Curleys Wife: Miss Dynamite or lonely victim? Essay
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Throughout the book Steinbeck changes Curley’s wife in different ways. He makes the reader feel hatred, sympathy, annoyance and love for Curley’s wife. These different interpretations create an unusual feel for this character. It is difficult to pinpoint one particular character that she is, as our opinions change regularly in the book. Since the beginning of the book Curley’s wife has come across very confident, lustful and bold. She puts on a confident, troubling image to start but as the book progresses she slowly reveals the lonely, apprehensive woman she really is.
This image gets her in to a lot of trouble and makes her come across bad. She isn’t liked by the farm-workers, and they treat her very badly. At the start of the book George refers to her as ‘Jesus, what a tramp’ and ‘… no piece of jail bait worse than her,’ these comments show how she comes across to the new characters and how little respect she has on the farm. The hierarchy on the farm is one of the main problems through the book. It causes jealously, rivalry and trouble. Curley’s wife status on the farm is right at the bottom.
I feel that throughout the book she’s always thriving to reach some sort of status or level within the community on the farm. I think this because in the book when she asks what happened to Curley’s hand and they don’t tell her she calls them all names, ‘Standin’ here talking to a bunch of bindle stiffs -a nigger an’ a dum-dum and a lousy ol’ sheep. ‘ This shows Curley’s wife trying to grasp some sort of confidence by humiliating the other characters. By calling them names she feels almost superior and special, which is what she always wants.
Women are treated with very little respect and were never equal to men in this time. She belongs to Curley like an object or a possession. This is when her lonely victim side of her shines through because she is treated so badly we feel sympathy and sadness for her. A good example to show how women are treated in this day is by her name. In the book we always refer to her as Curley’s wife and never know her actual name that shows how controlling and male-dominated the farm is towards women.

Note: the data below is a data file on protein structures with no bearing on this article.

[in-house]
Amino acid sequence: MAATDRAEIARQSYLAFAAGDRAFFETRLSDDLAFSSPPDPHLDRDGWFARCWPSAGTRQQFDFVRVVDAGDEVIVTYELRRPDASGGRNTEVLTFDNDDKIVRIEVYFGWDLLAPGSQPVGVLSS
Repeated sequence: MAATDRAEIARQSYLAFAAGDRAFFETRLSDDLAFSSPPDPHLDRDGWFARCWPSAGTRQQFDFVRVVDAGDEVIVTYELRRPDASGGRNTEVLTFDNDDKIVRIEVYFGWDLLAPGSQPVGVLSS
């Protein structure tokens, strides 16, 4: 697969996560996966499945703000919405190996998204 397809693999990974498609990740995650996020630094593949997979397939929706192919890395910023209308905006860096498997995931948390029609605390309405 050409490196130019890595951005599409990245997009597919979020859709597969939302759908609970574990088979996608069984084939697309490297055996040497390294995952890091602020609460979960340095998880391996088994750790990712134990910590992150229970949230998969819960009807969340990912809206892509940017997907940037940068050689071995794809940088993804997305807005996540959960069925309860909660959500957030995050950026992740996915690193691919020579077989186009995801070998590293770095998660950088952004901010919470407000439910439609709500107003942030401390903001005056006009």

At the point in the book where she dies our troubling/ attention-seeking hatred towards Curley’s wife disappears as a sympathetic and sad feeling takes its place. When she tries to break free of Lennie and squirms in his arms we feel a sudden sadness for her, although some people would say that she brought it on herself through her attention seeking ways, others would feel sympathetic. Steinbeck changes the image very well in this chapter, as we start to doubt our previous opinions on Curley’s wife.
In the chapter it says, ‘And the meanness and the planning’s and the discontent and the ache for attention were all gone from her face. She was very pretty and simple, and her face was sweet and young. ‘ This extract reveals a completely different side to Curley’s wife and makes us think more deeply about our attitude towards her throughout the book. It quotes all the reasons we used to hate Curley’s wife in the past and compare it with her now, laying peacefully on the hay.
Steinbeck changes Curley’s wife character a lot, which makes it hard to answer whether she is Miss Dynamite or a lonely victim. I think that Steinbeck’s intentions were to make us feel sympathetic towards her but also to have a hidden hatred for her previous attention-seeking character. In conclusion, I think that this question of whether Curley’s wife is Miss Dynamite or a lonely victim cannot be answered. Steinbeck changes the character too much throughout the book so that you can never pinpoint a true opinion.
Only till the end do you realise a true sense of loneliness and sympathy, but while she was alive she was an annoying/ troubling character, which will always linger in our minds when we try to understand her image. Jemma Davis Show preview only The above preview is unformatted text This student written piece of work is one of many that can be found in our GCSE John Steinbeck section.